PROTEOMIC CHANGES INDUCED BY KNOCKDOWN OF STATHMIN IN BT549 BREAST CANCER CELL LINES
Breast cancer incidence in women in the United States is 1 in 8 (about 13%). In the U.S., breast cancer death rates are higher than any other cancer besides lung cancer, and more than 25% cancers are classified as breast cancer. In 2008, an estimated 182,460 new cases of invasive, along with 67,770 of non-invasive (in situ), breast cancers were diagnosed in women in the U.S. About 40,480 women in the U.S. were projected to die in 2008 from breast cancer.
Paclitaxel (Taxol), a microtubule (MT) stabilizing agent, was originally noted to be useful against breast cancers. Yet, like with many other cancer therapeutic agents, resistance to paclitaxel remains a significant problem in treating malignancies. One potential mechanism for the resistance observed is alterations in microtubule dynamics and altered binding of paclitaxel to its cellular target, the microtubule. Stathmin is a highly conserved, 17kDa protein that functions as an important regulator of microtubule dynamics. Several studies have shown potential correlations between stathmin levels and resistance to paclitaxel.
The latest results from our collaborator Prof. Mary Ann Jordan at the University of California-Santa Barbara clearly show that reduction of the level of stathmin in BT549 cells increases their sensitivity to paclitaxel (vide infra). This reduction must obviously result in some changes in the affected cells' proteome, which delivers a signal of regulatory importance to the MT system; The goal of the project was to detect and characterize the earliest proteomic changes, using 2-D DiGE and MALDI-TOF-MS, of BT549 breast cancer cell lines engineered with constitutively lowered stathmin levels. Two proteins, Protein Kinase C epsilon and Microtubule-Associate Protein 6, were identified to be expressed at lower levels with statistical significance, and potential mechanisms exit for those two proteins to interact with stathmin and/or microtubules are discussed. Based on this information, it is proposed that stathmin may play a role in certain integrating as well as diverse intracellular regulatory pathways. It is expected that this more detailed understanding of protein profile changes in these cells will allow for more rational decision-making in further research of the mechanisms leading to paclitaxel resistance.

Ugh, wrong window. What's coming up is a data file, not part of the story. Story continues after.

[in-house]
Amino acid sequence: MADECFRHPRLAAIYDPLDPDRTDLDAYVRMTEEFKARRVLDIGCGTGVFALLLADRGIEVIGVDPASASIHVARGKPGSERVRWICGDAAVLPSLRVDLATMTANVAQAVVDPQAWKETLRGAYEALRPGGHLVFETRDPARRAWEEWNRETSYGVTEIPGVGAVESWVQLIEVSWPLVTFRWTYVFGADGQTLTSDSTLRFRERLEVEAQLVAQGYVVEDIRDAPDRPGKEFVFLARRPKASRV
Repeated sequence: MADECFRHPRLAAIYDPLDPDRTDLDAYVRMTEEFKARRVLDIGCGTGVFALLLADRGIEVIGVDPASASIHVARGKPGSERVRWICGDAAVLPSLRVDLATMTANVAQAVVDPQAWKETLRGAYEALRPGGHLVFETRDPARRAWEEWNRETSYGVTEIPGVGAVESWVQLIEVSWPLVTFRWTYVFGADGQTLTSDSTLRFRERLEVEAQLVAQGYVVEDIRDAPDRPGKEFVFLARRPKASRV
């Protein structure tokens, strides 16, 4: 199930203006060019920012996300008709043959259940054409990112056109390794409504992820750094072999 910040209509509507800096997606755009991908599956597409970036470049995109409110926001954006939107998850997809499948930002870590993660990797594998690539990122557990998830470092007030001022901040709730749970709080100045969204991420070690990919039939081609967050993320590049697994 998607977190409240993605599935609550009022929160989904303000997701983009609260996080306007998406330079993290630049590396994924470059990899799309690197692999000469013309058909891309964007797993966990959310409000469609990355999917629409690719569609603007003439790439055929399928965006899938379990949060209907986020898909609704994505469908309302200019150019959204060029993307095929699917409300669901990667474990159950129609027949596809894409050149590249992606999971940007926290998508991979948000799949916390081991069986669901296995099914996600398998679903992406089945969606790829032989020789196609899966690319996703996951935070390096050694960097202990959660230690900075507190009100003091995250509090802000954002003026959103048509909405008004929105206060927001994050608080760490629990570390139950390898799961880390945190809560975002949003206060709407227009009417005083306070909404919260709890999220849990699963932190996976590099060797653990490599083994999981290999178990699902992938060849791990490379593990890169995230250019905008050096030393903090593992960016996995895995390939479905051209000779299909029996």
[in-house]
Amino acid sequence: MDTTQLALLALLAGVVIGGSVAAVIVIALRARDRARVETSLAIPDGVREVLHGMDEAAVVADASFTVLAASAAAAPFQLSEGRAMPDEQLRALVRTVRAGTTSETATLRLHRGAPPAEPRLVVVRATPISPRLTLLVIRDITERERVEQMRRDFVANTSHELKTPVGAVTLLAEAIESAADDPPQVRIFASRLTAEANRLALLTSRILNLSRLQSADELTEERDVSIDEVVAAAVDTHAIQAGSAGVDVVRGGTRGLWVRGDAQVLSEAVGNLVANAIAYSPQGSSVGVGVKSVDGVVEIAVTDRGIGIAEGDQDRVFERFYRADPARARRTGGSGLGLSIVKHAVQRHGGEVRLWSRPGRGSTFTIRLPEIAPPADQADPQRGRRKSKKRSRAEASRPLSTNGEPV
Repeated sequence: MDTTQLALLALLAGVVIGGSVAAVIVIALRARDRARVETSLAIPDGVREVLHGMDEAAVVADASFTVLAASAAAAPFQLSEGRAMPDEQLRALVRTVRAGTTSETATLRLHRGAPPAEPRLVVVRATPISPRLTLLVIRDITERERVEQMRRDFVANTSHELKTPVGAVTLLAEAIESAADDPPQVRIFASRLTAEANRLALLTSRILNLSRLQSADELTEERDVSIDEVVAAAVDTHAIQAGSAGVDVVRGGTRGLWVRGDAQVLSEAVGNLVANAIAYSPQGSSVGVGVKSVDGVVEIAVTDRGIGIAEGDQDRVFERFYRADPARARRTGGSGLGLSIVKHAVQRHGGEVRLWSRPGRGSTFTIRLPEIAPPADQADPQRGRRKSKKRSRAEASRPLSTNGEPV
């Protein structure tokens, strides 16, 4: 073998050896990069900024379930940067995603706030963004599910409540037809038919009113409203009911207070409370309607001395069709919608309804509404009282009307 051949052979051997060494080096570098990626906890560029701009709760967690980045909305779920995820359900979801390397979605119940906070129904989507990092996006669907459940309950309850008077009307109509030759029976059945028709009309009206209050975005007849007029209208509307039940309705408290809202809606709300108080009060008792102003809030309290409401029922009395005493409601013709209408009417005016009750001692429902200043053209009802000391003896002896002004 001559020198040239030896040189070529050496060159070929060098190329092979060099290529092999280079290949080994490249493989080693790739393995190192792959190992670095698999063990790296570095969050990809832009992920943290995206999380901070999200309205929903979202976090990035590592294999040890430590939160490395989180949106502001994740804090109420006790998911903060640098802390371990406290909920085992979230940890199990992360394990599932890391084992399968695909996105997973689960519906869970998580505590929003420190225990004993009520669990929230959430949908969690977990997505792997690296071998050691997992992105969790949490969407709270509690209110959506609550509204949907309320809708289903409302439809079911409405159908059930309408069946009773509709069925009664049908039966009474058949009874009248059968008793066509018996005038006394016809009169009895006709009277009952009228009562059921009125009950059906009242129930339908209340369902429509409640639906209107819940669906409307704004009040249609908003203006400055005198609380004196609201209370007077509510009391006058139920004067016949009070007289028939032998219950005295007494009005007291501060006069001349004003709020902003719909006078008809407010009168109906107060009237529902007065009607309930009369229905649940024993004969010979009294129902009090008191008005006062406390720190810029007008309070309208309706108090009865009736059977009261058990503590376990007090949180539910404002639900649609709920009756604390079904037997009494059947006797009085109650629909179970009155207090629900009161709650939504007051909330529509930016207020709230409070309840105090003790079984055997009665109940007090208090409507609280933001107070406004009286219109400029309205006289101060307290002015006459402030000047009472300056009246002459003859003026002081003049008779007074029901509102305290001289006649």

Advisor:Billy W. Day; Charles Sfeir; Song Li; Regis R. Vollmer
School:University of Pittsburgh
School Location:USA - Pennsylvania
Source Type:Master's Thesis
Date of Publication:04/27/2009